IAEA, Iran Clash Over Monitoring Equipment

Copyright © 2021 Energy Intelligence Group

Iran and the International Atomic Energy Agency (IAEA) have clashed over Tehran’s failure to grant UN inspectors access to a sensitive nuclear facility, further darkening the prospects for reviving stalled US-Iran talks in Vienna and returning to the 2015 nuclear deal.

The latest row relates to an interim agreement that Iran reached with the UN atomic watchdog on Sep. 12 — which defused a potential crisis at the time — to provide greater insight into its nuclear activity and, more specifically, allow inspectors “to service the identified [monitoring] equipment.”

It comes amid growing fears that the nuclear advances Tehran has made since the US pulled out of the nuclear deal in 2018 have dangerously reduced the timeline for “breakout” — how long it would need to acquire enough material for a nuclear weapon. Iran has always insisted its nuclear program is for peaceful purposes only.

Pointing Fingers

The IAEA and Tehran traded accusations early this week, with the UN agency stating on Sunday that Iran had failed to fully honor the Sep. 12 agreement by not allowing its inspectors access to the Iran Centrifuge Technology Co. facility in Karaj, near Tehran, known by its Persian acronym TESA.

The centrifuge manufacturing site appears to have been sabotaged in June, with Iran blaming Israel, and four cameras were removed, one of which was destroyed, according to an IAEA report circulated earlier this month.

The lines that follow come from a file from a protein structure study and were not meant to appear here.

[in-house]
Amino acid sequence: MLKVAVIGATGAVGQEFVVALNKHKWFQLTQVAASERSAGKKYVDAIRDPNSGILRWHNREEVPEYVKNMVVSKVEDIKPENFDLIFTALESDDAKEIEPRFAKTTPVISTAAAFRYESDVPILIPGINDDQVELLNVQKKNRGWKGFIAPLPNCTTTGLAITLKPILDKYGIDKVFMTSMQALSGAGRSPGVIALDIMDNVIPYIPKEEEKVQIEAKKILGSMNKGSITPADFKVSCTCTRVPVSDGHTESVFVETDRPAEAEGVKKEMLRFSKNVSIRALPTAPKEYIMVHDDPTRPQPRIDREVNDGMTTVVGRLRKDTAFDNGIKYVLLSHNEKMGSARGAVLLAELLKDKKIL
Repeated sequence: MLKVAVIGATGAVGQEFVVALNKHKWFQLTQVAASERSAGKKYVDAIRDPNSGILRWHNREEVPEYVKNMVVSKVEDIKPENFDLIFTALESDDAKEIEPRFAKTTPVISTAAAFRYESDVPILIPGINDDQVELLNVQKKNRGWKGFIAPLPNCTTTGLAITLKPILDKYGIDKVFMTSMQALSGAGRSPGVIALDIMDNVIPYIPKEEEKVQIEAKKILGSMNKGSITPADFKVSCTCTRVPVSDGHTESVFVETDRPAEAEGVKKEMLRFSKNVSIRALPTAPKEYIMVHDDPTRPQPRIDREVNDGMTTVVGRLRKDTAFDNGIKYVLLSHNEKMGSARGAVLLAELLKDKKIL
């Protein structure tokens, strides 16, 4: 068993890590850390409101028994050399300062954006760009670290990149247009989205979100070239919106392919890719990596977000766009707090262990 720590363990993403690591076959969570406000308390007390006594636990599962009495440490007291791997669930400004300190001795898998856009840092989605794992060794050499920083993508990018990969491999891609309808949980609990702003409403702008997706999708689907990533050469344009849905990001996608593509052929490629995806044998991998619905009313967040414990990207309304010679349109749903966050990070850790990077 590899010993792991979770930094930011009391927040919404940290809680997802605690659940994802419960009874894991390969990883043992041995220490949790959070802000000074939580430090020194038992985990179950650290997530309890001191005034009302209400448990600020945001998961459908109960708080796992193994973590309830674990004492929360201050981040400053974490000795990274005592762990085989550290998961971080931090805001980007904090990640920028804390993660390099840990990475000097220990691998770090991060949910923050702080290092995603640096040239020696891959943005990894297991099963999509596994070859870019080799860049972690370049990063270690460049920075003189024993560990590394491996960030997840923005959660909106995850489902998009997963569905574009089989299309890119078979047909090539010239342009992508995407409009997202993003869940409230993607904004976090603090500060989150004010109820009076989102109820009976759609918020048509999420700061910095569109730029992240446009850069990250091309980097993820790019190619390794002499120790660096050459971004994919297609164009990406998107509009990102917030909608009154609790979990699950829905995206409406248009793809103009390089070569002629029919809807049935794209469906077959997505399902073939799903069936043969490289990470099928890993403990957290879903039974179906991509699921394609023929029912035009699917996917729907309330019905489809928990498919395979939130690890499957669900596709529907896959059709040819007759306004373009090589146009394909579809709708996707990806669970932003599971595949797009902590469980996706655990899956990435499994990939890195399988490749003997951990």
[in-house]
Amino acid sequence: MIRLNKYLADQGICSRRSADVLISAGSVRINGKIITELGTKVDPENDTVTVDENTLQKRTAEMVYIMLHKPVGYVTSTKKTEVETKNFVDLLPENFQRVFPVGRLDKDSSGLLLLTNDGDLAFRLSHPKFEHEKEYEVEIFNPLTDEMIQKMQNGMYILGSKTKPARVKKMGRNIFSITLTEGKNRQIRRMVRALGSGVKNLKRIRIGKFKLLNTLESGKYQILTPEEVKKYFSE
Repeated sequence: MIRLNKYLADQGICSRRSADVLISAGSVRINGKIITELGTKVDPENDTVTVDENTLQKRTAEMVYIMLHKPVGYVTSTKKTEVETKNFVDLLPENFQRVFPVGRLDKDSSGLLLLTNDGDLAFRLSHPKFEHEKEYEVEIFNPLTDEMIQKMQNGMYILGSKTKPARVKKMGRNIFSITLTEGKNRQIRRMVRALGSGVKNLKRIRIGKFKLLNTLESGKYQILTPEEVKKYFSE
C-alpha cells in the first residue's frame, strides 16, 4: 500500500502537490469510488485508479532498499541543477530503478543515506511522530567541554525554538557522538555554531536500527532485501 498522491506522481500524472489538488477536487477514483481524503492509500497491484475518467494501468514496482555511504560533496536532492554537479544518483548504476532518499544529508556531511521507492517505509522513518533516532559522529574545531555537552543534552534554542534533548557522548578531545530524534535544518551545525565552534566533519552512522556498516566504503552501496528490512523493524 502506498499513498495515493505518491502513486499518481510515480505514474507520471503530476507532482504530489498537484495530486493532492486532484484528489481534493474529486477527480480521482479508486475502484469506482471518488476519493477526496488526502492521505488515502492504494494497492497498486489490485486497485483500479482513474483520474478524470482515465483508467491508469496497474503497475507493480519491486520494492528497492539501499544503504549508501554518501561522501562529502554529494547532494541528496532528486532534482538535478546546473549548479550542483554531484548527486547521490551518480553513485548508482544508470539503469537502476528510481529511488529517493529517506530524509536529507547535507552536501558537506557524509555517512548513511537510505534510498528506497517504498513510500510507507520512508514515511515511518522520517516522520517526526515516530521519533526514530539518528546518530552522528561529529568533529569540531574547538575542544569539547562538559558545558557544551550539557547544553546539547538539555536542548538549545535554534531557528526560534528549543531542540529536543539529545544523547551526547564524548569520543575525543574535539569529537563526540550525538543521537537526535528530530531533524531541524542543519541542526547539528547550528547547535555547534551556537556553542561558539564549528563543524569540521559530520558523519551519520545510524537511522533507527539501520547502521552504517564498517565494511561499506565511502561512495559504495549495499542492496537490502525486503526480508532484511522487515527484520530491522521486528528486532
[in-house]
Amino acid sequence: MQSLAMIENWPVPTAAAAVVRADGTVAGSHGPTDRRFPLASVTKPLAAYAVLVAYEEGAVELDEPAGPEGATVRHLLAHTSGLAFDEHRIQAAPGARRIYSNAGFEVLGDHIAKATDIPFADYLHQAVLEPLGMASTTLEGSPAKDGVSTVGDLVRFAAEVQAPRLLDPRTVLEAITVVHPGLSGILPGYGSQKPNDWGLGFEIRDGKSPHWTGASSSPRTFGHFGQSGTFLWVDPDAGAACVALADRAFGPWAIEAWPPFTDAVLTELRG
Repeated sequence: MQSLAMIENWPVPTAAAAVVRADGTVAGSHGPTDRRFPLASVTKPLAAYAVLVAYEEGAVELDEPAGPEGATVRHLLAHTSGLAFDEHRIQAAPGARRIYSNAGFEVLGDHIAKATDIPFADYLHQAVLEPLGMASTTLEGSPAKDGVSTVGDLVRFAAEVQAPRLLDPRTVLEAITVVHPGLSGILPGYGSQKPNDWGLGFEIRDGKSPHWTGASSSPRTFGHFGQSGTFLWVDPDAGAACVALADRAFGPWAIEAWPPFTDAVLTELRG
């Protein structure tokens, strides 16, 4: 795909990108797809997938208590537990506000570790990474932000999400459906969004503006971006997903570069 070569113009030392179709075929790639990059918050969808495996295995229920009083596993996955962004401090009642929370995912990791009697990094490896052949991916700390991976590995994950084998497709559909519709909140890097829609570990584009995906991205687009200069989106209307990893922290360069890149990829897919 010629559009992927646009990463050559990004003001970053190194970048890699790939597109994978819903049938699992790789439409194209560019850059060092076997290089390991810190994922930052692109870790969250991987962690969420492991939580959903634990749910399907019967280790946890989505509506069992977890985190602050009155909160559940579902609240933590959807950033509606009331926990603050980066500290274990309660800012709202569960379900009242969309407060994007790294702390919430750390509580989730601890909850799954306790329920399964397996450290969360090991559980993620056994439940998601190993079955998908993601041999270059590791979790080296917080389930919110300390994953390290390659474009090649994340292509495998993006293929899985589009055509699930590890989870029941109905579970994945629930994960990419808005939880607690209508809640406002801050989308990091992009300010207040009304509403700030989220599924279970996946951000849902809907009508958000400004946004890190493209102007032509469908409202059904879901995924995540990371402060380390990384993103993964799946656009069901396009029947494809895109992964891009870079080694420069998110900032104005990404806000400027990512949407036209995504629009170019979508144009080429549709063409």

IAEA Director General Rafael Grossi charged that Iran’s decision to refuse the agency access to the TESA Karaj complex “was contrary to the agreed terms of the joint statement” that the two sides issued on Sep. 12, the agency said.

The US and the EU both backed Grossi on Monday, with Brussels urging Iran to grant IAEA inspectors access to the Karaj workshop without delay, and stressing the importance of resuming the Vienna talks as soon as possible “from where we left off" on Jun. 20.

The US said it was “deeply troubled” by Iran’s refusal to provide the IAEA with access to service its monitoring equipment, which it said was needed to maintain “continuity of knowledge” and to be able to quickly implement any agreement on a mutual return to compliance with the nuclear deal.

But Tehran hit back, accusing the IAEA’s statement on Sunday of being inaccurate, going beyond what was agreed, and blasting the agency for failing to condemn three “terrorist attacks” on its nuclear facilities over the past year.

Iran’s IAEA envoy Kazem Gharibabadi argued on Twitter that the “identified equipment” referred to in the joint statement did not include equipment related to the Karaj complex because it was still under security and judicial investigation, as Iran had indicated during discussions in Vienna and Tehran.

Sanction Shadow

Analysts say the latest messaging by Iran ahead of any fresh talks in Vienna, if and when they resume, has narrowed the chances of a breakthrough and an easing of US sanctions.

“That Iran appears to be doubling back on its commitments sends another negative signal about its commitment to reducing tension around the nuclear issue,” Eurasia Group said in a note on Monday, warning that the coming weeks would likely be “mired in a legal and political debate” about access to the Karaj site.

Iran’s economy has been crippled by the sanctions that were re-imposed in 2018. They have prevented Iranian crude exports from rising much above 500,000 barrels per day, despite US President Joe Biden's pledges to return to the nuclear deal.

But Iran's hard-line President Ebrahim Raisi has vowed that Tehran will not negotiate "under pressure."

Speaking remotely at the UN General Assembly in New York last week, Raisi, who is himself under US sanctions for alleged human rights abuses, reiterated his support for renewed nuclear talks only if they led to “the lifting of all oppressive sanctions.”

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